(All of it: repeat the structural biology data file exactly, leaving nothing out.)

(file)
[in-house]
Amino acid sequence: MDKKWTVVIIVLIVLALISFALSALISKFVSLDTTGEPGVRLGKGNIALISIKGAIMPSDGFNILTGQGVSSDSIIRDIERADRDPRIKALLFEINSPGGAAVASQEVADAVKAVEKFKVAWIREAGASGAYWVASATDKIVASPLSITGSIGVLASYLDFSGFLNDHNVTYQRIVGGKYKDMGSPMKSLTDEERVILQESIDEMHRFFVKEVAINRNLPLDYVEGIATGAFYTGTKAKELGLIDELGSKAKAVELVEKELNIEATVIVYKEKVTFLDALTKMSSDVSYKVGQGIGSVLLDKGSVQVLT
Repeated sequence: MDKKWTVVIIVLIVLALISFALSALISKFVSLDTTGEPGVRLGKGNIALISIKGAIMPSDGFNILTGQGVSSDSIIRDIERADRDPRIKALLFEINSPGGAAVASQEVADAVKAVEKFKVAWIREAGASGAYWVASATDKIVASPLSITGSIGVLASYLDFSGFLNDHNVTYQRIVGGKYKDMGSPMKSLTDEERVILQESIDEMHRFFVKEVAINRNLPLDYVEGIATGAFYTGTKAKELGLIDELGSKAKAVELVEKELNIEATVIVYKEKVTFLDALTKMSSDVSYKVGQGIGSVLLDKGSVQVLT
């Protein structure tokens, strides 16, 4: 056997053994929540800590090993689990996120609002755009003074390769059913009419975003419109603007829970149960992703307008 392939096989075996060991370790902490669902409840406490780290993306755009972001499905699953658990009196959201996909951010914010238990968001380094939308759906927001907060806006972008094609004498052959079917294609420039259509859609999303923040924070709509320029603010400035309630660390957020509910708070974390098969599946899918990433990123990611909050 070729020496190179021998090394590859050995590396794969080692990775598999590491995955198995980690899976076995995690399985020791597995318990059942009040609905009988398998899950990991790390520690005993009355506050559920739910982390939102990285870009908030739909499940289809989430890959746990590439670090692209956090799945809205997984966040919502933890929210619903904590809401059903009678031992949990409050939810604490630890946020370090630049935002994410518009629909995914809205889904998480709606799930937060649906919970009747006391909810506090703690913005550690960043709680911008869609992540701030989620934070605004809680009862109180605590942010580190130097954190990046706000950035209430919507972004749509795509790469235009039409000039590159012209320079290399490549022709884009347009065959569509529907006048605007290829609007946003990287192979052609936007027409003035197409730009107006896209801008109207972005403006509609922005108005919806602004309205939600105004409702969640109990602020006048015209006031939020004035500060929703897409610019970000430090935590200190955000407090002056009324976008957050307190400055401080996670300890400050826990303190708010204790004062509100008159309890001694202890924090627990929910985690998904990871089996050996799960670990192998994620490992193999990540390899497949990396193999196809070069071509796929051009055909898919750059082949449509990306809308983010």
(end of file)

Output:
[in-house]
Amino acid sequence: MDKKWTVVIIVLIVLALISFALSALISKFVSLDTTGEPGVRLGKGNIALISIKGAIMPSDGFNILTGQGVSSDSIIRDIERADRDPRIKALLFEINSPGGAAVASQEVADAVKAVEKFKVAWIREAGASGAYWVASATDKIVASPLSITGSIGVLASYLDFSGFLNDHNVTYQRIVGGKYKDMGSPMKSLTDEERVILQESIDEMHRFFVKEVAINRNLPLDYVEGIATGAFYTGTKAKELGLIDELGSKAKAVELVEKELNIEATVIVYKEKVTFLDALTKMSSDVSYKVGQGIGSVLLDKGSVQVLT
Repeated sequence: MDKKWTVVIIVLIVLALISFALSALISKFVSLDTTGEPGVRLGKGNIALISIKGAIMPSDGFNILTGQGVSSDSIIRDIERADRDPRIKALLFEINSPGGAAVASQEVADAVKAVEKFKVAWIREAGASGAYWVASATDKIVASPLSITGSIGVLASYLDFSGFLNDHNVTYQRIVGGKYKDMGSPMKSLTDEERVILQESIDEMHRFFVKEVAINRNLPLDYVEGIATGAFYTGTKAKELGLIDELGSKAKAVELVEKELNIEATVIVYKEKVTFLDALTKMSSDVSYKVGQGIGSVLLDKGSVQVLT
């Protein structure tokens, strides 16, 4: 056997053994929540800590090993689990996120609002755009003074390769059913009419975003419109603007829970149960992703307008 392939096989075996060991370790902490669902409840406490780290993306755009972001499905699953658990009196959201996909951010914010238990968001380094939308759906927001907060806006972008094609004498052959079917294609420039259509859609999303923040924070709509320029603010400035309630660390957020509910708070974390098969599946899918990433990123990611909050 070729020496190179021998090394590859050995590396794969080692990775598999590491995955198995980690899976076995995690399985020791597995318990059942009040609905009988398998899950990991790390520690005993009355506050559920739910982390939102990285870009908030739909499940289809989430890959746990590439670090692209956090799945809205997984966040919502933890929210619903904590809401059903009678031992949990409050939810604490630890946020370090630049935002994410518009629909995914809205889904998480709606799930937060649906919970009747006391909810506090703690913005550690960043709680911008869609992540701030989620934070605004809680009862109180605590942010580190130097954190990046706000950035209430919507972004749509795509790469235009039409000039590159012209320079290399490549022709884009347009065959569509529907006048605007290829609007946003990287192979052609936007027409003035197409730009107006896209801008109207972005403006509609922005108005919806602004309205939600105004409702969640109990602020006048015209006031939020004035500060929703897409610019970000430090935590200190955000407090002056009324976008957050307190400055401080996670300890400050826990303190708010204790004062509100008159309890001694202890924090627990929910985690998904990871089996050996799960670990192998994620490992193999990540390899497949990396193999196809070069071509796929051009055909898919750059082949449509990306809308983010």